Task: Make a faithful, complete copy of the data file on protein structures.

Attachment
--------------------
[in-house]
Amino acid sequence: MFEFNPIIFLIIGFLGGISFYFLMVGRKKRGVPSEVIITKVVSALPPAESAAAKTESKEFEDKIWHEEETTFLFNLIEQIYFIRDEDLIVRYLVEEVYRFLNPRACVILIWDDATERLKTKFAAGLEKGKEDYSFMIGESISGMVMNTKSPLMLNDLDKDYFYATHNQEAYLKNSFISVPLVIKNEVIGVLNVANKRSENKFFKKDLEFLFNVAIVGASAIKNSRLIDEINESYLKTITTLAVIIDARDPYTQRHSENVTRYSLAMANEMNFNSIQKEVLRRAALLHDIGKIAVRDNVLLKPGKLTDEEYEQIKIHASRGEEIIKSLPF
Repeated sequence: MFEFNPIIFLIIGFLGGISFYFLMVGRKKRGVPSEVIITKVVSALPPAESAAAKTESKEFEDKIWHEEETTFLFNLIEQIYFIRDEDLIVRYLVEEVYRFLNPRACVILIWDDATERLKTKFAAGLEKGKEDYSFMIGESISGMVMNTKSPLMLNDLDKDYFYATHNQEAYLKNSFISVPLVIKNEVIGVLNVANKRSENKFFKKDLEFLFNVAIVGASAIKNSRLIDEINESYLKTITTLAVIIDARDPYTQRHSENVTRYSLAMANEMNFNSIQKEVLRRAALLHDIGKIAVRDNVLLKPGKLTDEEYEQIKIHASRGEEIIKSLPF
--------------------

[in-house]
Amino acid sequence: MFEFNPIIFLIIGFLGGISFYFLMVGRKKRGVPSEVIITKVVSALPPAESAAAKTESKEFEDKIWHEEETTFLFNLIEQIYFIRDEDLIVRYLVEEVYRFLNPRACVILIWDDATERLKTKFAAGLEKGKEDYSFMIGESISGMVMNTKSPLMLNDLDKDYFYATHNQEAYLKNSFISVPLVIKNEVIGVLNVANKRSENKFFKKDLEFLFNVAIVGASAIKNSRLIDEINESYLKTITTLAVIIDARDPYTQRHSENVTRYSLAMANEMNFNSIQKEVLRRAALLHDIGKIAVRDNVLLKPGKLTDEEYEQIKIHASRGEEIIKSLPF
Repeated sequence: MFEFNPIIFLIIGFLGGISFYFLMVGRKKRGVPSEVIITKVVSALPPAESAAAKTESKEFEDKIWHEEETTFLFNLIEQIYFIRDEDLIVRYLVEEVYRFLNPRACVILIWDDATERLKTKFAAGLEKGKEDYSFMIGESISGMVMNTKSPLMLNDLDKDYFYATHNQEAYLKNSFISVPLVIKNEVIGVLNVANKRSENKFFKKDLEFLFNVAIVGASAIKNSRLIDEINESYLKTITTLAVIIDARDPYTQRHSENVTRYSLAMANEMNFNSIQKEVLRRAALLHDIGKIAVRDNVLLKPGKLTDEEYEQIKIHASRGEEIIKSLPF